If you continue your journey along Oyggjavegur, you will find a little further on the road the way to get up to the highest summit accessible on this road. But just before you get there I recommend a stop on the side to take a look at the unique view on one of the two fjords of the main island. You are now looking upon Kollafjørður. Enjoy!

Oyggjavegur- Perfect for spontaneous sight-seeing

After this stop you will get to the beginning of a narrow road on the right side of the main road, here begins “Sornfelli”. Sornfelli is the thirtieth highest summit in the Faroes peaking at 749m. This road is actually accessible by car almost to the very top, I say almost because the very top is close to trespassing as it used to be a Danish military base and is nowadays no longer in function. Sornfelli is a nice place for amateur and professional photographers. The summit will allow you to take pictures in every direction, from there you can see over to Vágar, the north part of Streymoy, Kollafjørður, Kaldbaksbotnur, the south part of Streymoy and even the far away mountain tops of the neighbouring island Eysturoy (the east Island). I recommend you to come for sunsets from there, during the spring or beginning of the summer you will be able to witness the gold and pink skies surrounding this magnificient view... A truly breathtaking moment of peace and serenity.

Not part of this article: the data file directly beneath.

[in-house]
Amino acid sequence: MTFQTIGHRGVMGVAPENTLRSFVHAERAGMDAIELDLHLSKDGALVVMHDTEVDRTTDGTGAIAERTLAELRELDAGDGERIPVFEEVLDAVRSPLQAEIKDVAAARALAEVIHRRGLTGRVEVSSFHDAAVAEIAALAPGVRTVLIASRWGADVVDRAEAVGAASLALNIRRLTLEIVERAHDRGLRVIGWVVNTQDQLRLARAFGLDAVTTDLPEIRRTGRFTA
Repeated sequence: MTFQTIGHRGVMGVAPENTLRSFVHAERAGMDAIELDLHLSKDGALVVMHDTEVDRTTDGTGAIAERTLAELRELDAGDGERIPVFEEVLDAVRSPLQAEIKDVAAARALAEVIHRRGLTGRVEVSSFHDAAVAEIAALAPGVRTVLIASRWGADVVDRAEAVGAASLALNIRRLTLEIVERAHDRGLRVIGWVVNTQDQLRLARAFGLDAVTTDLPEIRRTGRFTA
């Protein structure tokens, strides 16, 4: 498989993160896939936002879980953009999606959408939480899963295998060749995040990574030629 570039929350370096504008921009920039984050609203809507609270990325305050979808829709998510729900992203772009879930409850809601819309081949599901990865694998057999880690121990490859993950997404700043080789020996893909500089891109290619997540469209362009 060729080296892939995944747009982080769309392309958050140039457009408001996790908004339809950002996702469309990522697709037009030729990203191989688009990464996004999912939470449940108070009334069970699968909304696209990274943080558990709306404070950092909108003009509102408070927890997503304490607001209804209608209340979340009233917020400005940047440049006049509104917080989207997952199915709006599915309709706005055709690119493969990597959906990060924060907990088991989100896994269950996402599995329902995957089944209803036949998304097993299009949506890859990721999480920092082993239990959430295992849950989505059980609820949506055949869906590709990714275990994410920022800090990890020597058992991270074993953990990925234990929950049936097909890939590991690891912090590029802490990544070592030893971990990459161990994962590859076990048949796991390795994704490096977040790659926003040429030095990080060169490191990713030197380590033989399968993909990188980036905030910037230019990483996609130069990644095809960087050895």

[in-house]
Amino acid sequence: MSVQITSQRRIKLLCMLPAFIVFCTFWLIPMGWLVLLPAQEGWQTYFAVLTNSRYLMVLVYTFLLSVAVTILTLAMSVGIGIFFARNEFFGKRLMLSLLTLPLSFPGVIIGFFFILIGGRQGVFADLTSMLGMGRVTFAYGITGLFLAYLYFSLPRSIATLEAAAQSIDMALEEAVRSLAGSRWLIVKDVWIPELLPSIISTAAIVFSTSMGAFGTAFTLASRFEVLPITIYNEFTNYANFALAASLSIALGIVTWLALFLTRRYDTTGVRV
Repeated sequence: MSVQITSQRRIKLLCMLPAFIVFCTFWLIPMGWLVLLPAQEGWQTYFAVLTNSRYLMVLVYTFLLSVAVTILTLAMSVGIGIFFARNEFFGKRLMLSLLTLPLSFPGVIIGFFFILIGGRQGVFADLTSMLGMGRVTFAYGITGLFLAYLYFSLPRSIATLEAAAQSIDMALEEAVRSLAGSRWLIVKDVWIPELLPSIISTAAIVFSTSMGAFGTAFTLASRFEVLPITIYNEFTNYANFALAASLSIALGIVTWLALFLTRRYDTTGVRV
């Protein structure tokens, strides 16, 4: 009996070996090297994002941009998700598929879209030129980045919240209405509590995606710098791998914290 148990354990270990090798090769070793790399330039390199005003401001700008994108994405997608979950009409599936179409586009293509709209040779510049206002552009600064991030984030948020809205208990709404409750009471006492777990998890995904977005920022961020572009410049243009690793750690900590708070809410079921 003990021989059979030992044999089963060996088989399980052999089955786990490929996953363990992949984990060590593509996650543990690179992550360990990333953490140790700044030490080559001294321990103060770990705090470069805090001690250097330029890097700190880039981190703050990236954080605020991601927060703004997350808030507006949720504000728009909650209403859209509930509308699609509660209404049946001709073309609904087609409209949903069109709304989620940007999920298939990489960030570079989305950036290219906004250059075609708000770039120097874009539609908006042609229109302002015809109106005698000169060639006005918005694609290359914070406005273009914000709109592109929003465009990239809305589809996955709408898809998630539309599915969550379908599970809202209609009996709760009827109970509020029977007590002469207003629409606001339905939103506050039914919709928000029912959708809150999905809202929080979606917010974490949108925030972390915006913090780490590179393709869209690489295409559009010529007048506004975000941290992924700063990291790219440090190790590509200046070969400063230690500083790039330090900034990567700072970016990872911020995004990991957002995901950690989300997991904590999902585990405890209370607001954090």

Oyggjavegur- Perfect for spontaneous sight-seeing

After this delightful moment it’s time to keep our trip toward Tórshavn and head for the next spot. The next spot is nothing less than the Faroese jail called “ Mjørkadalur” litteraly “The foggy valley” which is located just at the bottom of Sornfelli. This is quite a special place to set a jail on, what a view you get from your prison cell. Mjørkadalur is located right above Kaldbaksbotnur, which is the second fjord of the main island. I think that everyone would agree that one or two nights in the jail wouldn’t feel like a punishment for most of us. You will probably notice that the jail has some traditional Faroese housing features especially the grass roof that makes the building almost invisible from the road. I would like to mention quickly that under you is a tunnel build to cross from one side of the mountain to the other and is now the road that most of the people take to go to Tórshavn for work and other things, this tunnel made the trip to Tórshavn faster and safer mostly during the winter period where Oyggjavegur was more difficult to drive on.